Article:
“It’s probably the barmaid at The Three Tuns,” Lonnie says, as I drive him to the train station. He is off to The Pyrenees for three weeks. “She’s Margaret, and she’s been there for years. She always had a soft spot for Dad. She’s Black, from Jamaica, part of the Windrush Generation. He nods. “Nice going, Dad. She’s a beauty.”
“Why didn’t he tell us?”
“Why should he?”
“Because we’re his daughters – and son – his children.”
“Oh, come on, Babette. Did you tell us everything that happened to you over the years? People don’t.” He paused. ”And were we paying attention? Margaret is a notion, that’s all. She’s an “M.” Dad liked her. Her brother died two years ago in London, in a horrible car crash, and Dad was a rock. He seemed to understand her. It was nice to see.”
I am silent. Lonnie is taking on a new dimension. Do we do this with those we love? Imagine we know them, have them down, so to speak. Then something happens, and we see there are chunks of their lives, the ones most contingent to us, that we’re missing, we’re not paying attention to. I think of Mum at home watching Countdown.
“Anyway, I’ll hire a PI when I get back.” He reaches around the gear shift lever and pats me on the knee. “Do they have them in these parts, or am I showing my Dashiell Hammett? He can stand around in the rain in a Fedora watching out for ‘M.’ But they don’t come cheap, Babette. They don’t come cheap.”
It is while he’s gone that I stop by The Three Tuns on my way home from the graveyard one day and open the latched oak door into the large saloon. I need to pee before heading onto the bypass, and it’s crap outside, a typical English October. I’ll nip to the loo, be on the road and home in two hours, depending on traffic.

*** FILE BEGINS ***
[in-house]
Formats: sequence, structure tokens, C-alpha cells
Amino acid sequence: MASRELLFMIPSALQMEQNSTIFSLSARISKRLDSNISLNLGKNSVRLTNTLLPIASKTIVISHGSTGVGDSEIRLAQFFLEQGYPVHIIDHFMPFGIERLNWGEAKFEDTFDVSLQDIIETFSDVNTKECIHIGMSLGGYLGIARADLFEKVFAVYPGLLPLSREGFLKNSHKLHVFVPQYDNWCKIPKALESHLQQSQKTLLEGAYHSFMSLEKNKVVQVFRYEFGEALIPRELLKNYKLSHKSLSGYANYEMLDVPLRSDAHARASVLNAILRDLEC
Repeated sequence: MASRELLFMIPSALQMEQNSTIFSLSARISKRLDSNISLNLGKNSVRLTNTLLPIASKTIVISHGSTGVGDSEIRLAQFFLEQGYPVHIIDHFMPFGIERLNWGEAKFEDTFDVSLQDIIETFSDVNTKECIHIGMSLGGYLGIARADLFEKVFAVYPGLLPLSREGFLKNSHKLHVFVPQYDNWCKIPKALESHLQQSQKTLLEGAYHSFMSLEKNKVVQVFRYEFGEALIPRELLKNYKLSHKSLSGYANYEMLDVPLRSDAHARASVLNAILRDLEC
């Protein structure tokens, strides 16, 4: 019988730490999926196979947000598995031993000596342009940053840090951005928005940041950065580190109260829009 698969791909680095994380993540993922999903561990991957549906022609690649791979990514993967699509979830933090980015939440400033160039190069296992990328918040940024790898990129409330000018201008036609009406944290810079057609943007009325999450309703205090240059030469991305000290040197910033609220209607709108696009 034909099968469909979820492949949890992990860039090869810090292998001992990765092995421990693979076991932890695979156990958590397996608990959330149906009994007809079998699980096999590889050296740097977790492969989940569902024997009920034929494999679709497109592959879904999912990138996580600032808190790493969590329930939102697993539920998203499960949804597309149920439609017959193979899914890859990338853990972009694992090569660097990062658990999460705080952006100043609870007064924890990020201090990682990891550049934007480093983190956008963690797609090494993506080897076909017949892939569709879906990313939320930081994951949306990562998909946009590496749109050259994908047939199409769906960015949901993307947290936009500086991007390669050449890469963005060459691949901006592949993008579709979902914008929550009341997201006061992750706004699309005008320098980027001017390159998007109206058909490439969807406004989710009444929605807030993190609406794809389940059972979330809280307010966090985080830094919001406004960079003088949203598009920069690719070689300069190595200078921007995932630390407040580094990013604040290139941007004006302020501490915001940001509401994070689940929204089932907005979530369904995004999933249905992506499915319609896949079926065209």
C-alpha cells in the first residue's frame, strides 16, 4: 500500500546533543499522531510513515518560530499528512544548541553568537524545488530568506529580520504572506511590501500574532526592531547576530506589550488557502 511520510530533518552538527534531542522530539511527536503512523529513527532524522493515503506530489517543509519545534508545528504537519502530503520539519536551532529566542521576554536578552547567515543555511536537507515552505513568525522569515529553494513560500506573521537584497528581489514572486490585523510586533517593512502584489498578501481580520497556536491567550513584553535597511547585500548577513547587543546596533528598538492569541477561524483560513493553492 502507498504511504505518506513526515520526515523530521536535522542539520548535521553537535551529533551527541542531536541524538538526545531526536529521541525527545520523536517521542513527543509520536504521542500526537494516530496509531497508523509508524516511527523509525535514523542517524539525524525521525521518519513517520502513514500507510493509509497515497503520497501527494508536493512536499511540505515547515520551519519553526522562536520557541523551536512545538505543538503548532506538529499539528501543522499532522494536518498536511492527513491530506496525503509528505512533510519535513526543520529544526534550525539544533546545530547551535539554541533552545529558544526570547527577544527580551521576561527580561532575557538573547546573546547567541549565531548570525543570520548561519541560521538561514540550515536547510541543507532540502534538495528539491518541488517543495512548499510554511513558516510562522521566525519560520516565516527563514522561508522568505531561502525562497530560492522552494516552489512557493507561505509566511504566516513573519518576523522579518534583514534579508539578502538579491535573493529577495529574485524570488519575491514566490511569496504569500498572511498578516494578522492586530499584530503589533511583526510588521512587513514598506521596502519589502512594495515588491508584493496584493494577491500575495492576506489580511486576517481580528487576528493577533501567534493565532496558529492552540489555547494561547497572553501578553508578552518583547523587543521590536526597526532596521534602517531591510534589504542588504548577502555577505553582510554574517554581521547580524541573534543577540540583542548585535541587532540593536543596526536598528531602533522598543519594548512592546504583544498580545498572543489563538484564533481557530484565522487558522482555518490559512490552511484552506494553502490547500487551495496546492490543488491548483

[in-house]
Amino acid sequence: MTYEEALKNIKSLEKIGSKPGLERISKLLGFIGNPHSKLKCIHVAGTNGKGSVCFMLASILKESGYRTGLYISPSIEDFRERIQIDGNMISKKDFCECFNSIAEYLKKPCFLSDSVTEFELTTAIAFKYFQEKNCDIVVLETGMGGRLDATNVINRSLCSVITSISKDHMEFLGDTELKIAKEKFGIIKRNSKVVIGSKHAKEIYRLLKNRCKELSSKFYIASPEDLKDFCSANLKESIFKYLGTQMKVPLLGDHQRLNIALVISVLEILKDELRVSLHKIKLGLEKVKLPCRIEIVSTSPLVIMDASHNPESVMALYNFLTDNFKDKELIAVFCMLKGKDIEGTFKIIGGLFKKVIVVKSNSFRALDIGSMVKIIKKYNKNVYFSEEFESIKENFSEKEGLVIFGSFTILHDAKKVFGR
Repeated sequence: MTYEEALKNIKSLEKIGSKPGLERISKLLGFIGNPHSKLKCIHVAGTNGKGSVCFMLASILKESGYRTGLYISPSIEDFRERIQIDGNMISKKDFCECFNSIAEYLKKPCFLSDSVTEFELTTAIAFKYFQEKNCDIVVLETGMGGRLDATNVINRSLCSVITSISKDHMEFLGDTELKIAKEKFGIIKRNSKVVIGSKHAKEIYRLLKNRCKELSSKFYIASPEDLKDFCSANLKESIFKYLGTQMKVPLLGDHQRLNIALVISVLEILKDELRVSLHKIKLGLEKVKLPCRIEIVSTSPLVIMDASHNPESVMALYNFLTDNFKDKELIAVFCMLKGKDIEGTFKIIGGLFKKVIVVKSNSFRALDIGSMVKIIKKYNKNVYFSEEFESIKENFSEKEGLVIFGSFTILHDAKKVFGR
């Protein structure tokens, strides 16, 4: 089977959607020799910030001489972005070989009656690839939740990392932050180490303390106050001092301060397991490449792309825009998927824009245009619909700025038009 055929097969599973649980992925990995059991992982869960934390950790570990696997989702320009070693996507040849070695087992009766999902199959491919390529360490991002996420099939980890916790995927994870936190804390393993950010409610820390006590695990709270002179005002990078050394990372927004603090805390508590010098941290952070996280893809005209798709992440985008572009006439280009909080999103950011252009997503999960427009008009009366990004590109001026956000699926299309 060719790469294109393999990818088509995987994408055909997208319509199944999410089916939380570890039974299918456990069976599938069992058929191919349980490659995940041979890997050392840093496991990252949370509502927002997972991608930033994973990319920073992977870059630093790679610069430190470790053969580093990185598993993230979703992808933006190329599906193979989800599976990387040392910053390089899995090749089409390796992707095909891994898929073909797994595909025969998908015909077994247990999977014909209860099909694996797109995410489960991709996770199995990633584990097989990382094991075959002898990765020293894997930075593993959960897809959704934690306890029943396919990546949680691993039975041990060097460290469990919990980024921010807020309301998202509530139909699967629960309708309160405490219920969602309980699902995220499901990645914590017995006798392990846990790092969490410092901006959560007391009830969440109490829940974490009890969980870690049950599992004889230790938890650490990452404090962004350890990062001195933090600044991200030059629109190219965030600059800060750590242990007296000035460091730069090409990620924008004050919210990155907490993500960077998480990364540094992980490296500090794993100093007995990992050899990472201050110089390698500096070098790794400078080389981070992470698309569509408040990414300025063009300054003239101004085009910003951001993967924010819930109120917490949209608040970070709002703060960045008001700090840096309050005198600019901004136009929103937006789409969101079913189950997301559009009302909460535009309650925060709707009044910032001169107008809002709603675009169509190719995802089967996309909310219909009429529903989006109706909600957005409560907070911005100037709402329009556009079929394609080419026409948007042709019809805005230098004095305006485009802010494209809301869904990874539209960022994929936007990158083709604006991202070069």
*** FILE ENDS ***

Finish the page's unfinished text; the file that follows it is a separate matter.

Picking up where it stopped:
She is facing the mirror behind the bar, pulling a pint of lager for a man with a red beard in a dark blue windbreaker. I’ll get a glass of Malbec, if she has one, something with a little heft, and some chips.
Is Margaret our lady of the graveyard?
“You’re going back?” The man is talking to her back, aghast.
She finishes the pint of lager and turns back, smiling at us both. “Yes, I’m going back,” she smiles.
“But you can’t do that,” he says. “You’ve lived here all your life. This is your home.”
“What do you mean, I can’t do that?” She hands him the pint and looks at him with humor and contempt.
“And is it my home?” She raises her eyebrows. “Sure I’ve lived here all my life. Southampton, 1965, it was. I was eight, and my brother was ten, when we came with Mum. I still remember the crowds on the docks. Pissing with rain. No Dad, of course. No sign of him. And they’re gone now, all of them. I’m on my own. I’m alone. What’s to stay for? You’ve seen how this Government is treating us now.”
He makes no reply, and she turns away. We stare wordlessly at the chiseled beauty of her back in a strapless red dress that seems too elegant for a bar like this one. I change my mind and decide on the Rioja from Spain. She must be Jane´s age, I am thinking. Tall, sturdily built, her thick black hair is greying a little at the temples, held back by tortoiseshell clips. Her lipstick matches the dress.
It is the kind of pub Dad could never resist, being a Manitoba boy. The thatched roof, lately redone by the looks of it, the low ceilings and heavy furniture, the fireplace – lit now and glowing – the copper pots over the bar, the horse brasses, the trio of men playing darts, that peculiar smell of country pubs. Stale beer, fried food, damp. The sign hanging outside calls it an “award-winning traditional 17th Century Inn.” What for? I wonder. Beers and ale? Décor? Bar food?
I was here last summer for a birthday celebration. There were six of us, all women, noisy, hennish, demanding. She had served us then, getting us drinks – wine, shandy, gin and tonic; someone didn’t like the Pinot Grigio so that was replaced – ploughmen’s, chicken salads, prawn curries, desserts.